Sunday, February 06, 2005

My thoughts on "Understanding Exposure"

As I mentioned last time, I decided to pick up a few gifts for myself after not getting any photography books for Christmas. Among those was "Understanding Exposure" by Bryan Peterson. Now, I first must say that this book certainly had a lot to live up to in terms of expectations. For many, many months now I've heard nothing but praise about this book and how helpful it was. So how did it live up to the hype?

After reading though this book, I've been reminded of something I touched upon in one of my entries a while back, and that is how I take some of the things I know for granted. I've had a very good understanding all along of how shutter speed & aperture affect the captured exposure, and it's something I've always assumed everyone else has just picked up on. I therefore was expecting this book to contain some sort of "magic" of which I had no clue existed...something that was going to transform the entire way I thought about photography. Well, as it turns out, about 80% of the important stuff covered in this book is all about how aperture and shutter speed come together to create depth of field, motion blur, freezing action....stuff like that. I'd just forgotten that not so many people understand how that works and how to use it to their advantage. So, there was no "magic" element in the book for me.

So does this mean I was disappointed by the book? Not by a long shot. It was just one of those cases where I built the book up so high in my mind, there was no way it could have lived up to what I expected. Again, I had no idea what I thought it was going to teach me...I just thought it would contain that unknown "magic".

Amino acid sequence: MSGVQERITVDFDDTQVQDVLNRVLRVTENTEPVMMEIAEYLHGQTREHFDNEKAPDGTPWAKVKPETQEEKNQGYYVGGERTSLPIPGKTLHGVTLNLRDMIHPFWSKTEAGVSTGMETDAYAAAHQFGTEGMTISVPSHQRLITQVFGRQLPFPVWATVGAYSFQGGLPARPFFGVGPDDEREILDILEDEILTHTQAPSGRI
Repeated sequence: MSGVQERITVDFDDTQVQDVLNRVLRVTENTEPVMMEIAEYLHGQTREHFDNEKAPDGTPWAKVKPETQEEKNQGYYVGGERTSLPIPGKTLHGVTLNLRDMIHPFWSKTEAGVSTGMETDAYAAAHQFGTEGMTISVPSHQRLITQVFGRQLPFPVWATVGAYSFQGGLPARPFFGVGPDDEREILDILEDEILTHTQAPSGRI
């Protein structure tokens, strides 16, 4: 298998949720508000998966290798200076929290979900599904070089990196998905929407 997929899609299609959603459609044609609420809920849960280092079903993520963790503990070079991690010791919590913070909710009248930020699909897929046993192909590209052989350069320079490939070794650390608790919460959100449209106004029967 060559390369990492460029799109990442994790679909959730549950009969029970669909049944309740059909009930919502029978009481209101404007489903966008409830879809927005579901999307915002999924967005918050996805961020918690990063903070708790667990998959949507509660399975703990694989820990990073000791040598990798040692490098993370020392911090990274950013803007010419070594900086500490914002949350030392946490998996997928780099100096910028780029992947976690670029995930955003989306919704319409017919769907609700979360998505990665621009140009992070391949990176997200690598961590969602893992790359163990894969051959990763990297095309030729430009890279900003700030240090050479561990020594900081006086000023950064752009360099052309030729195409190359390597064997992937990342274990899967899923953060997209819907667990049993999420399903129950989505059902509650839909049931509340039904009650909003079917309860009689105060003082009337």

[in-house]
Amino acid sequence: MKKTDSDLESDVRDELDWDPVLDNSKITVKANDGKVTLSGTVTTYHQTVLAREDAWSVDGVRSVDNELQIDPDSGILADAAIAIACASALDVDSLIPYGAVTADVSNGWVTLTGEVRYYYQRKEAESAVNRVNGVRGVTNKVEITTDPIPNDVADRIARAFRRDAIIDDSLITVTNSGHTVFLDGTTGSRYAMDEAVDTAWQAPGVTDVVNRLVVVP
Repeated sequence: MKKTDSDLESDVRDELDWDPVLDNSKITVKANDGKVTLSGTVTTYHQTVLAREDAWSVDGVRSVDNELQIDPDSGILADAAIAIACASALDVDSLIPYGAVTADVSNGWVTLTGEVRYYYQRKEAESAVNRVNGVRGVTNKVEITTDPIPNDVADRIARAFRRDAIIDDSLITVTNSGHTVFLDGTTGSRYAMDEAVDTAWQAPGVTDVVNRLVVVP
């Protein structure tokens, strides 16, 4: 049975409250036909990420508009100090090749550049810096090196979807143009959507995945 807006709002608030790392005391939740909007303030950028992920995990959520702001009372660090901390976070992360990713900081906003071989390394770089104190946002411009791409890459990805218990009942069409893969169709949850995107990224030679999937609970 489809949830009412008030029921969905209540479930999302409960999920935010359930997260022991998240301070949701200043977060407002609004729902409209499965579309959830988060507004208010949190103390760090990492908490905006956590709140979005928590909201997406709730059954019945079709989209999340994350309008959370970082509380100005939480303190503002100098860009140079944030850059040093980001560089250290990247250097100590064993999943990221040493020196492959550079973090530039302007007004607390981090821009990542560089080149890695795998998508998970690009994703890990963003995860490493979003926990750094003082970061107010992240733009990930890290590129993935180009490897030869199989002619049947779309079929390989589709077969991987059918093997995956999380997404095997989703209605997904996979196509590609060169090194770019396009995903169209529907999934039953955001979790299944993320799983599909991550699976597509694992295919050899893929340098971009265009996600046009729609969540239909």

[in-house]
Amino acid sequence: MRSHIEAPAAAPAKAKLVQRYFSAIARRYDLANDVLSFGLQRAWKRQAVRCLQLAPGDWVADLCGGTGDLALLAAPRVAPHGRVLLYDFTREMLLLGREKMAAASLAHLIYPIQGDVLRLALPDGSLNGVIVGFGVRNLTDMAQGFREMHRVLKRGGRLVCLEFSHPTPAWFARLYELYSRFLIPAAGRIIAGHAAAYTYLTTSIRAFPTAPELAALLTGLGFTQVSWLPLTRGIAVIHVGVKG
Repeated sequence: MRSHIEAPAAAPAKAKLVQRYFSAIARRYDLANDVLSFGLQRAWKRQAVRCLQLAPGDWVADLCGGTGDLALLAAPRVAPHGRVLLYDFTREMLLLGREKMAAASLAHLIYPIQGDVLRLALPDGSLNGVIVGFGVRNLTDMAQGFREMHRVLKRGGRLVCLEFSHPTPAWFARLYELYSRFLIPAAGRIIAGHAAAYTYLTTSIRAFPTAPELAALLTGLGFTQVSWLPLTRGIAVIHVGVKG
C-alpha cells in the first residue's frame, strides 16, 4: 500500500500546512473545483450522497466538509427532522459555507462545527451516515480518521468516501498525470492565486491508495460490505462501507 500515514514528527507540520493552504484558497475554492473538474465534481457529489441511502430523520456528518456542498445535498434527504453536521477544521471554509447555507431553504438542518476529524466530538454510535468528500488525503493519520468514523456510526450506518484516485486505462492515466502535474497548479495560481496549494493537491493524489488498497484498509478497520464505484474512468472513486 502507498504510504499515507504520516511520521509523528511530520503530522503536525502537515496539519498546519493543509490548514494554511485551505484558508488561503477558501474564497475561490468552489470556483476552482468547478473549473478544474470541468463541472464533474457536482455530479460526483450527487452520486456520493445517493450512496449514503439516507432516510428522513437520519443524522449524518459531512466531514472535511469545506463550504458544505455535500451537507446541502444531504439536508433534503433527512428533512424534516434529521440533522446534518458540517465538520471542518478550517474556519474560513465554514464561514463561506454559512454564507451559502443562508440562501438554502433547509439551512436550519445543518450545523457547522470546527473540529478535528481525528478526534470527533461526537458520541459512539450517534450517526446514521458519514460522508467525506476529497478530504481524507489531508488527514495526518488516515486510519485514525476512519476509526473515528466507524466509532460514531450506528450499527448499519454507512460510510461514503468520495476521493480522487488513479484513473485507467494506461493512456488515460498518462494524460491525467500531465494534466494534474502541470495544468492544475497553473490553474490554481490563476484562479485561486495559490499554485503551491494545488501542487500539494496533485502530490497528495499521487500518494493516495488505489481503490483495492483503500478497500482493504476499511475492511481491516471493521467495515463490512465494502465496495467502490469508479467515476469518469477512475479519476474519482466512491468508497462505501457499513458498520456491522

Not wanting to come away from the book hating it, I was determined to look a little deeper into the book and find the things there that I though might be helpful to me. Well, I had no trouble finding some interesting ideas. Some were a bit new to me, while others I had known but just kind of glossed over before and not thought much about. As I went through the book, I made note of what I thought were the most important things I wanted to remember when I was done. Here's what I came away with.

Once you get to understanding how to use shutter speed and aperture to create various effects, there was one concept in that book which I thought was the most important: The Creatively Correct Exposure. "A creatively correct exposure always relies on the one f-stop or the one shutter speed that will produce the desired exposure". The idea here is that, while you can take a picture using any of a half dozen to a dozen different aperture/shutter speed combinations and maintain proper exposure, there is usually only one of those combination which will give the effect that will make a good photo into a great one. Its a concept I'd like to try to focus a little more on. Occasionally I find myself taking pictures worried about the depth of field, and then later on I realize what I needed to be concerned with was a slow or fast shutter speed. Its really easy with modern cameras, and especially with digital, to just start snapping away at a scene with whatever setting you might have left on the camera for your last shot, and probably just leave it in Av or Tv (or heaven forbid...full auto) to let the camera determine the correct exposure. The idea is to stop and think first: "what effect will make this scene jump out of my photo, and what setting will achieve that effect"

The next most important thing I took from the book was to reexamine how I do my exposure settings. Tv and Av modes make it really easy to just pick the one setting you want (the one that will give you the "creatively correct exposure"), point the camera, and take the shot. In the ideal world, the camera would determine proper exposure and you'd end up with a nice photo (not to dark, but not blown out). Well, thats a nice theory, but it never quite works out like that. It seems inevitable that I take the shot and the sky ends up half blown out. So I set the exposure compensation to underexpose by a stop or so and then try to retake the shot. Only this time, I point the camera ever so slightly different and the meter gets a different reading. This time it makes a good guess at exposure, but I've told it to underexpose, and the end result is a dark image. Even without using exposure compensation, just point your camera a couple different ways and the exposure will jump all over the place (1/500 here, but turn a few degrees and now it says 1/250). The end result is that if I'm trying to take 3 or 4 angles of a given shot, I might end up taking 6 to 12 attempts to get those 3 or 4 angles all exposed properly. Its really a frustrating thing to deal with.